OREGON CITY, Ore. (CBS Local) — If you had a tough time finding a bargain on a Christmas tree last year, the experts say prepare to work even harder this holiday season.
Christmas tree prices are expected to go up as supplies tighten.READ MORE: How Does The Coronavirus Mutate? It's Just A Series Of Mistakes
In fact, some longtime Christmas tree farms in Oregon have shut down due to a shortage of fully grown trees.
For the first time in 27 years, the historic Kirchem Farm in Oregon City will not be selling Christmas trees at all this year.
“I’m sorry everybody,” Kirchem Farm co-owner Cher Tollefson told KPTV. “Our trees just need a year to catch up.”
— The Oregonian (@Oregonian) November 19, 2019
Tollefson blames the shortfall on a shortage of seedlings a decade ago and the dry, hot summers of 2017 and 2018, which destroyed thousands of younger trees.READ MORE: Bay Area Music Icon Carlos Santana Undergoes Heart Procedure; Cancels December Shows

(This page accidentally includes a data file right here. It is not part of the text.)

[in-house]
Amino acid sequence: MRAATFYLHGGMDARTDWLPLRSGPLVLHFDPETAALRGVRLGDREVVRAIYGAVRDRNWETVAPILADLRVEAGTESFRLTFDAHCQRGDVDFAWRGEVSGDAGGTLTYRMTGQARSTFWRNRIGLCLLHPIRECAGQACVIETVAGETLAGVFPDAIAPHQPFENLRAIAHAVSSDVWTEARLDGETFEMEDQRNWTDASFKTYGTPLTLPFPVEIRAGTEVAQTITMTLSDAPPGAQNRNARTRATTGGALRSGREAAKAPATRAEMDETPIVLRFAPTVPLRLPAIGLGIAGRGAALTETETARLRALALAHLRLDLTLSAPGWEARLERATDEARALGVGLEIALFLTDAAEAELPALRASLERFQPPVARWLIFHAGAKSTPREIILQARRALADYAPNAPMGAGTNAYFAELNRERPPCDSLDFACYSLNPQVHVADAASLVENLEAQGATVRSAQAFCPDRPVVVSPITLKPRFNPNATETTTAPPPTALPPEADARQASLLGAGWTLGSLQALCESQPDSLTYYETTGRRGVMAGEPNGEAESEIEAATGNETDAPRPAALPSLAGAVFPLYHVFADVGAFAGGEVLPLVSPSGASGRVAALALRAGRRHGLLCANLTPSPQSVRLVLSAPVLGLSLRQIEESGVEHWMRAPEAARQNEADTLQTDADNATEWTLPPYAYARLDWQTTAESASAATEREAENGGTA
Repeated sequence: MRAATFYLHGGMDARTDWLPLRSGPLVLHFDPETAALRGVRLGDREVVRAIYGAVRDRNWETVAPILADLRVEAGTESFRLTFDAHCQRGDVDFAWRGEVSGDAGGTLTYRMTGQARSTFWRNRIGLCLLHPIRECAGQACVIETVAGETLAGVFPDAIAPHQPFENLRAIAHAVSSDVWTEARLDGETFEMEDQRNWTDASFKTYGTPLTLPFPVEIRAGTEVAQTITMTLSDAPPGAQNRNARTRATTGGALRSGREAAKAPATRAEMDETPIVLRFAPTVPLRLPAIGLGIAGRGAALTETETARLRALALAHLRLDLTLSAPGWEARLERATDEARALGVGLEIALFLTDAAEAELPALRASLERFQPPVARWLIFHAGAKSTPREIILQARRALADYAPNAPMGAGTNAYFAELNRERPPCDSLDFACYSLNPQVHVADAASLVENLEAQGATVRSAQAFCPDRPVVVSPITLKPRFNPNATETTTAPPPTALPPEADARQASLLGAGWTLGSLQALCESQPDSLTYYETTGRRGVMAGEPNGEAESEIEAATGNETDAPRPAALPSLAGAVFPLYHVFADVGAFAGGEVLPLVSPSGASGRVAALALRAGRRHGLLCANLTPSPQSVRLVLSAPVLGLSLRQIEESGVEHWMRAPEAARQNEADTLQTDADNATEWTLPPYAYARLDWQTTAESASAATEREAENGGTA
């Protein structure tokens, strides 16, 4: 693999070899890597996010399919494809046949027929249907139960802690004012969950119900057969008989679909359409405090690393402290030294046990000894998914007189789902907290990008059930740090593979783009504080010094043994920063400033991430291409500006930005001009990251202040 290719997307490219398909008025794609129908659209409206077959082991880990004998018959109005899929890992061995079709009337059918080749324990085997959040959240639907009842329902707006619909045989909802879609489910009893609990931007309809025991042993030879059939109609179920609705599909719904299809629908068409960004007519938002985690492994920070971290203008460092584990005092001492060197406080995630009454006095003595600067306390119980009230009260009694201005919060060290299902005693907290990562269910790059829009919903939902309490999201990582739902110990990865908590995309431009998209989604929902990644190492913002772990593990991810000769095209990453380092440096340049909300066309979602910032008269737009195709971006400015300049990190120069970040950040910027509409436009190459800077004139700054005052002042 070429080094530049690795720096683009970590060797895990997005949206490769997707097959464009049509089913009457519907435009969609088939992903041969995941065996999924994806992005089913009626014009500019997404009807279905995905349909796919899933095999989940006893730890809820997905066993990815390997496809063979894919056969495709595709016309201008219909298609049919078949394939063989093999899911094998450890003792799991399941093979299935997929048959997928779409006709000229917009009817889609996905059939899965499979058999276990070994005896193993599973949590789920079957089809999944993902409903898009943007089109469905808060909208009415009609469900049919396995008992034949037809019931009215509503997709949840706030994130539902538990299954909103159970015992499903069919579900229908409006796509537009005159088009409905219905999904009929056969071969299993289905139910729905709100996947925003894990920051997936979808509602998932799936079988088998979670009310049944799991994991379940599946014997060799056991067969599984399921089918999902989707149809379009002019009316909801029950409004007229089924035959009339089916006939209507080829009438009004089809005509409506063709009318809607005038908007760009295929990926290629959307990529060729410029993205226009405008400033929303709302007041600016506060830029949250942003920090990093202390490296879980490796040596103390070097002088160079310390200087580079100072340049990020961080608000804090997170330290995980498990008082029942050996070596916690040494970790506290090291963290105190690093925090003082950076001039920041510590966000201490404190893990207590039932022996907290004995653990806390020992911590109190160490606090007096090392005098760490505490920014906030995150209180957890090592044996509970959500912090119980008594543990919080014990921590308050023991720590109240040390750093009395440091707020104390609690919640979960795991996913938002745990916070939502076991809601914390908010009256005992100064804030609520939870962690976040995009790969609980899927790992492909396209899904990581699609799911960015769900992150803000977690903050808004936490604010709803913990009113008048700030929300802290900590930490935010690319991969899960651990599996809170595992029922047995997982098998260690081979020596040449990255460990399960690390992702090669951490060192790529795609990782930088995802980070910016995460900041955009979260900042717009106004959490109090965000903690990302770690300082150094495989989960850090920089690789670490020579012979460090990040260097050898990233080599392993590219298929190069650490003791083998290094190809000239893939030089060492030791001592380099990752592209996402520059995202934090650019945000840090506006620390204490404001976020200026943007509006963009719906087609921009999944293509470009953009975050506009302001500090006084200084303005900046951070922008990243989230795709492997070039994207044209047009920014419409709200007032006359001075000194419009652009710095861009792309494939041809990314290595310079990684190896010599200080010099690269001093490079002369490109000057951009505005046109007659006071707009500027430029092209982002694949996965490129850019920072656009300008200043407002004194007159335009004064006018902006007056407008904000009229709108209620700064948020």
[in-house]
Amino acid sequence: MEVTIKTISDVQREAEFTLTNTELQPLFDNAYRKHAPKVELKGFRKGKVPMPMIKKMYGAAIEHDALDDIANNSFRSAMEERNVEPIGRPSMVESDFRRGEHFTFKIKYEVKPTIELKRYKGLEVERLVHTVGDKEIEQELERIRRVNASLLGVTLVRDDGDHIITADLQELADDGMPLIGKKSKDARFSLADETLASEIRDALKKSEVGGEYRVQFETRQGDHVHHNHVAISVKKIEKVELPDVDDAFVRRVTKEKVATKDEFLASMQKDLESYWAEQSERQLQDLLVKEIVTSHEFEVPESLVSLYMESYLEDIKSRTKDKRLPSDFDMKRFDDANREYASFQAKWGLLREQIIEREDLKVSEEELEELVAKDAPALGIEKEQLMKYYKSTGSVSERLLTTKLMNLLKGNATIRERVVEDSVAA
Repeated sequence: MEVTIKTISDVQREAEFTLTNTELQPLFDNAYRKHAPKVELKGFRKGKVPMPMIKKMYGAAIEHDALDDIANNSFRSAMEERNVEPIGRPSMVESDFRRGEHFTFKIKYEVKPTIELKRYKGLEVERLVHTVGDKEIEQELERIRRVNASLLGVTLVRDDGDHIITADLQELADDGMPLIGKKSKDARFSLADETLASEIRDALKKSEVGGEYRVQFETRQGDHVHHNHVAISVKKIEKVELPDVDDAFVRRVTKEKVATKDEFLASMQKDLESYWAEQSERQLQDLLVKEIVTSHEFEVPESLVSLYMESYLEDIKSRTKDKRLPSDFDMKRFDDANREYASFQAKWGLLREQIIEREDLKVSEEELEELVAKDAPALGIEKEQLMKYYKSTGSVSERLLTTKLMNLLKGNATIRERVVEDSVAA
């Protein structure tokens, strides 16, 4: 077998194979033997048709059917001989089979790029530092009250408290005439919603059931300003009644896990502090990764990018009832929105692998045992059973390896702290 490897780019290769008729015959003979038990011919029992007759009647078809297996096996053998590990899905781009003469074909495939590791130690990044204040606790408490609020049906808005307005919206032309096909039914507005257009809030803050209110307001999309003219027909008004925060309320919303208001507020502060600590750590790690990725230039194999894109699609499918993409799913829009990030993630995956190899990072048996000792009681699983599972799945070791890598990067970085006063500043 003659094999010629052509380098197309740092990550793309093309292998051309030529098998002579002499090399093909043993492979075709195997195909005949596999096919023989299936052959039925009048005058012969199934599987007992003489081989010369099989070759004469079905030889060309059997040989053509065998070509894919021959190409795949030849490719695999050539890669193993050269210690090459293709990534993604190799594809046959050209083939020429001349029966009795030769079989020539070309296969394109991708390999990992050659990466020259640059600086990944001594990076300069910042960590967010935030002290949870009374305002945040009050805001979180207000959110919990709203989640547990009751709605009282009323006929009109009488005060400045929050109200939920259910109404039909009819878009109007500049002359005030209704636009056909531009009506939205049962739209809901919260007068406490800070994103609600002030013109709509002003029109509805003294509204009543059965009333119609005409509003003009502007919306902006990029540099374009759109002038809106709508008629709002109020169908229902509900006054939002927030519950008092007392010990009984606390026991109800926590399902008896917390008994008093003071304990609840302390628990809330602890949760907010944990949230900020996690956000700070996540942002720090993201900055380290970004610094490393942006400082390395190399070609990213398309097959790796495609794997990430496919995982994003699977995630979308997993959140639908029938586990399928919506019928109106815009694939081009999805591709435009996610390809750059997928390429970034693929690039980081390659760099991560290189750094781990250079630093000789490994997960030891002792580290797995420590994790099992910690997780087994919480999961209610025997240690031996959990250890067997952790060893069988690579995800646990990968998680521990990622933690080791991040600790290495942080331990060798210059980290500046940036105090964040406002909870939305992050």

“We couldn’t get seedlings,” Tollefson said. “And then when we started to be able to buy them again, we bought them and invested in the planting and everything, and then the summer heat, we’ve had really hot dry summers, so we lost a lot of seedlings.”
Tollefson says she knows her farm is not the only one impacted by the shortage. She says customers can expect to pay at least $25 more this year than what they typically pay for a Christmas tree.
And Oregon is not alone.
“Across the country we’re in the same boat, North Carolina is the second biggest producer and they’re having a bit of a shortage as well,” Oregon State University tree expert Chal Landgren told KGW.MORE NEWS: Assemblymember Representing Fairfield Announces Resignation at End of Year